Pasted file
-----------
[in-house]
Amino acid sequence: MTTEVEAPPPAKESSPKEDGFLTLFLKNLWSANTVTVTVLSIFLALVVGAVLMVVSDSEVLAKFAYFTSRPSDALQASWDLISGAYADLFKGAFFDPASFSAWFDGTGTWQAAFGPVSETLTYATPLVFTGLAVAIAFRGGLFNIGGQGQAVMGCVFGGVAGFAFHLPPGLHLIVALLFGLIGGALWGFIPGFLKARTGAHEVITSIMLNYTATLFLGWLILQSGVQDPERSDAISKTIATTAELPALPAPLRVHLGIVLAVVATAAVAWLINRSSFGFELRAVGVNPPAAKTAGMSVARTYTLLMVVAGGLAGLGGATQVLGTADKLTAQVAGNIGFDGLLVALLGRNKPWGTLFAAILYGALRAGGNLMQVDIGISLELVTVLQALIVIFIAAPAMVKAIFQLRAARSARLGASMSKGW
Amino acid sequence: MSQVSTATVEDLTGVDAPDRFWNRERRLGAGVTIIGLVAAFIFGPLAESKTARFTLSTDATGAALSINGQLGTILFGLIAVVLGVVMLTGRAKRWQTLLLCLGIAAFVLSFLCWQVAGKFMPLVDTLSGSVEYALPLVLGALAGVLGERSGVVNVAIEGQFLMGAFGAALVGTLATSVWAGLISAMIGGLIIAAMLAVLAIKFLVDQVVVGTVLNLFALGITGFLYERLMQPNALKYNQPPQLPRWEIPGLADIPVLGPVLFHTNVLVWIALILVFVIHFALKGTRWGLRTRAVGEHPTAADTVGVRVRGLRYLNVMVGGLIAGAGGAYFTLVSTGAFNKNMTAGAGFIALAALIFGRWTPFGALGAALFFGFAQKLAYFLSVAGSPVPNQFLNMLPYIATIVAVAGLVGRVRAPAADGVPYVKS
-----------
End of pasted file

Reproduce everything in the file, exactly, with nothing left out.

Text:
[in-house]
Amino acid sequence: MTTEVEAPPPAKESSPKEDGFLTLFLKNLWSANTVTVTVLSIFLALVVGAVLMVVSDSEVLAKFAYFTSRPSDALQASWDLISGAYADLFKGAFFDPASFSAWFDGTGTWQAAFGPVSETLTYATPLVFTGLAVAIAFRGGLFNIGGQGQAVMGCVFGGVAGFAFHLPPGLHLIVALLFGLIGGALWGFIPGFLKARTGAHEVITSIMLNYTATLFLGWLILQSGVQDPERSDAISKTIATTAELPALPAPLRVHLGIVLAVVATAAVAWLINRSSFGFELRAVGVNPPAAKTAGMSVARTYTLLMVVAGGLAGLGGATQVLGTADKLTAQVAGNIGFDGLLVALLGRNKPWGTLFAAILYGALRAGGNLMQVDIGISLELVTVLQALIVIFIAAPAMVKAIFQLRAARSARLGASMSKGW
Amino acid sequence: MSQVSTATVEDLTGVDAPDRFWNRERRLGAGVTIIGLVAAFIFGPLAESKTARFTLSTDATGAALSINGQLGTILFGLIAVVLGVVMLTGRAKRWQTLLLCLGIAAFVLSFLCWQVAGKFMPLVDTLSGSVEYALPLVLGALAGVLGERSGVVNVAIEGQFLMGAFGAALVGTLATSVWAGLISAMIGGLIIAAMLAVLAIKFLVDQVVVGTVLNLFALGITGFLYERLMQPNALKYNQPPQLPRWEIPGLADIPVLGPVLFHTNVLVWIALILVFVIHFALKGTRWGLRTRAVGEHPTAADTVGVRVRGLRYLNVMVGGLIAGAGGAYFTLVSTGAFNKNMTAGAGFIALAALIFGRWTPFGALGAALFFGFAQKLAYFLSVAGSPVPNQFLNMLPYIATIVAVAGLVGRVRAPAADGVPYVKS